Fast Shutter Verses Slow Shutter Photography

Fast Shutter Or Slow Shutter?

Below is a photo of a fountain in the popular Bedford park. Each photo was taken in exactly the same position and focal length and aperture. The only difference is the shutter speed of the camera, which gives very different results. Which do you prefer, fast (top) or slow (bottom)? Find out below what is involved with these very two different techniques.

So above obviously two very different interpretations of the same subject. Firstly, with the top version, the aim is to freeze the action. In this case the action is the water fountain and to show as much detail in the spray as possible. As the water is being sprayed at such high speed then a high shutter speed (typically above 500) is vital to achieve the required look.

To achieve the look of the second photo takes more planning than the first. This is because in order to get the surreal effect of silky water, it requires a very long shutter speed (typically at least 20 seconds). However this is not as simple as dialling in a shutter speed (as in the first photo) as in order to get a slow shutter speed in daytime (typically above two seconds) then it is necessary to put a neutral density filter on the lens. This filter basically acts as sunglasses to your lens and depending on which strength you use can reduce light hitting the camera by over 1000 times! Choosing the right one takes practice and experience of the scene. I knew I wanted a shutter speed of around 50 seconds for this shot so I went with an ND10. As I had already locked the focus from the fast shutter version the only thing to do was to hit the self timer (to avoid camera shake) and wait for the camera to do its stuff.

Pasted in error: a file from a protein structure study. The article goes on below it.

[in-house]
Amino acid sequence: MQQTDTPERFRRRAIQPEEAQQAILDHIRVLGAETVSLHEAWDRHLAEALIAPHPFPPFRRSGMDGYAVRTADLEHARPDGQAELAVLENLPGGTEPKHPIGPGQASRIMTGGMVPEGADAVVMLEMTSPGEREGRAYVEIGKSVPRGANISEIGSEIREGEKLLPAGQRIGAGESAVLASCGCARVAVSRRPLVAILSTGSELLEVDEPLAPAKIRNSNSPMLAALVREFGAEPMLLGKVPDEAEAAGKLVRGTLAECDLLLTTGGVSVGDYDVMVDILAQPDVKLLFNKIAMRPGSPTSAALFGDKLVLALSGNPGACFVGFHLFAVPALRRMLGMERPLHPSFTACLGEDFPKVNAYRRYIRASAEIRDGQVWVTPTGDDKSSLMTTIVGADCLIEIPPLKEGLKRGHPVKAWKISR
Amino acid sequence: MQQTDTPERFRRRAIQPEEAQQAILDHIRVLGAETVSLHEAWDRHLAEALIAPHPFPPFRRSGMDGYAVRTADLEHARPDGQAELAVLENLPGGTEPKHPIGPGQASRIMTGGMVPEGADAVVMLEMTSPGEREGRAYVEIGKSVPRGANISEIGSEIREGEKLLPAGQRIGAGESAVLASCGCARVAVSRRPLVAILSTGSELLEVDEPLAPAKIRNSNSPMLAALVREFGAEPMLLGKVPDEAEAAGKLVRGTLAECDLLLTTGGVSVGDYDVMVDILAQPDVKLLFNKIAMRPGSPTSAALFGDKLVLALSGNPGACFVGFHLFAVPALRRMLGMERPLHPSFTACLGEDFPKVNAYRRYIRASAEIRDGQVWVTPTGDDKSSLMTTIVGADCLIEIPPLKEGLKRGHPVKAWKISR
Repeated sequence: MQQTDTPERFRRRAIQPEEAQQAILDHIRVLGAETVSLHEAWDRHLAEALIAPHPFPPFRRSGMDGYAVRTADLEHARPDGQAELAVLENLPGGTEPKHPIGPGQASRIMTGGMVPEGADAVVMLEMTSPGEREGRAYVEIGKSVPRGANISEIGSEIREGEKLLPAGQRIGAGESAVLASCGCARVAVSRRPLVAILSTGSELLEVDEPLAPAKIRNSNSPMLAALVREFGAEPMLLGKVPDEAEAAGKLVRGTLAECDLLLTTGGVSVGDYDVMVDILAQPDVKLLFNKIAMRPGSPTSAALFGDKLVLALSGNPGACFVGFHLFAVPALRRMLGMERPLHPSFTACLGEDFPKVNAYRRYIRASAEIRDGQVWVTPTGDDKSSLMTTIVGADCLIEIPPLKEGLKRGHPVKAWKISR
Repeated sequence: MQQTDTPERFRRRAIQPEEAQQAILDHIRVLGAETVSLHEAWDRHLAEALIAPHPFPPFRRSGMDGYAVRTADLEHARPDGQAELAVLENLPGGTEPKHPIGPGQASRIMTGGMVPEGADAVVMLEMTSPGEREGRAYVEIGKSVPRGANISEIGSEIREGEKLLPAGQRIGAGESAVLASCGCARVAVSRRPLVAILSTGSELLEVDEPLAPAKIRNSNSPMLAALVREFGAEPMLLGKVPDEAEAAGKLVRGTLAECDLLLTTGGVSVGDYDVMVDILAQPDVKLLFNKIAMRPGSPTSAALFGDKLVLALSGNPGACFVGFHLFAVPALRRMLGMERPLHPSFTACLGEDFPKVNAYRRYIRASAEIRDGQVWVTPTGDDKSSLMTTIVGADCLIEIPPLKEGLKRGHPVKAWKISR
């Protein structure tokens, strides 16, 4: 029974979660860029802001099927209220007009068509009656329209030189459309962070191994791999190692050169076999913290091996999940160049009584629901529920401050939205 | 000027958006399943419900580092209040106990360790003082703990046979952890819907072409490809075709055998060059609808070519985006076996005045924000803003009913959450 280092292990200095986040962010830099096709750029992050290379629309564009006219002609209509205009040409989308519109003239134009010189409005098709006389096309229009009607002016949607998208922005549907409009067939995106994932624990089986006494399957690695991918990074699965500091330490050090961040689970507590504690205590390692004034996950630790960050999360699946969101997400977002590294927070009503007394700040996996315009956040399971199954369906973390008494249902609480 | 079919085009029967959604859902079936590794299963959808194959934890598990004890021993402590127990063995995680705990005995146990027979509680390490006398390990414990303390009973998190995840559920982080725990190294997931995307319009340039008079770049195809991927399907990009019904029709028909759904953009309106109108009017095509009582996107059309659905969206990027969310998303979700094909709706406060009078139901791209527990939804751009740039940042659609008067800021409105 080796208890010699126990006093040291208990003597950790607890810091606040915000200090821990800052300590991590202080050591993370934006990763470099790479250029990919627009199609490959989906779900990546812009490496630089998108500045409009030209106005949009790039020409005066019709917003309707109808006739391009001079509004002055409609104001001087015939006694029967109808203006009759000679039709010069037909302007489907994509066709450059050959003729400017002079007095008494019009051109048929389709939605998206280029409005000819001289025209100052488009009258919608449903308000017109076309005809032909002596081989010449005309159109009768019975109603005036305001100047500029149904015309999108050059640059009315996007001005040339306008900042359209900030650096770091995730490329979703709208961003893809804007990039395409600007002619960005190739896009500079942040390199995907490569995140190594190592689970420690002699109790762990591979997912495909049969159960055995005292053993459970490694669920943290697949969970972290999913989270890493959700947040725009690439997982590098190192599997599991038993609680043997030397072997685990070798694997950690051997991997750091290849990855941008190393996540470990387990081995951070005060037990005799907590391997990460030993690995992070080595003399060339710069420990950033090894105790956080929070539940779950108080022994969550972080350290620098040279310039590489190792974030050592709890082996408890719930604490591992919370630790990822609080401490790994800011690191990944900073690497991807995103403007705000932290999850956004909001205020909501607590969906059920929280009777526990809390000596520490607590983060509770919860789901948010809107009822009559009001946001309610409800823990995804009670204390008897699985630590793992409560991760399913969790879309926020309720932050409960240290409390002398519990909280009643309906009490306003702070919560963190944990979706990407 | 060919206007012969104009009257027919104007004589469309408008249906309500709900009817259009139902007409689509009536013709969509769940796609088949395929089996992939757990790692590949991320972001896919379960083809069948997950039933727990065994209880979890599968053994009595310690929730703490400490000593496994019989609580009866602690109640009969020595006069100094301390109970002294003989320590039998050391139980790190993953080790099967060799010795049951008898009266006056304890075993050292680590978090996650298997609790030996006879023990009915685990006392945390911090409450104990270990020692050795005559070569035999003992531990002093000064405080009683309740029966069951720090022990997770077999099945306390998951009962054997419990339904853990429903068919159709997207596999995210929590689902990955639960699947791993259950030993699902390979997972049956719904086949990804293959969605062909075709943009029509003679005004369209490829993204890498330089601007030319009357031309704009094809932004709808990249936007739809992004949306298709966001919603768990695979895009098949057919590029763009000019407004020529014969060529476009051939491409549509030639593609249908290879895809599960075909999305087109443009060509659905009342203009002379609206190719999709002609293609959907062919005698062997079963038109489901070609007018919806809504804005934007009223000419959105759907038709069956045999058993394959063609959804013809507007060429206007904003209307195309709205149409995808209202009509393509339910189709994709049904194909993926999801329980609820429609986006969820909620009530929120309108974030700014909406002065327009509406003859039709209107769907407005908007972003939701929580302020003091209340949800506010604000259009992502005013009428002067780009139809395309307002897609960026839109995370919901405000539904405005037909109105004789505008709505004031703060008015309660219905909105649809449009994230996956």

Finally it was then over to photo editing software to make some minor adjustments to shadows and highlights and finally ending the edit by adding a vignette, which darkens the corners of the frame and adds to further draw the viewers eye to the middle of the frame where the subject is.

We put these two pictures on facebook and asked a large local Bedford group to comment which they preferred more. On last checking it seemed it was about equal, this shows just how individual photography is to people and therefore the importance from a commercial level on always finding out exactly what a client wants, whether that be videography or photography. The same scene can be shot many different ways!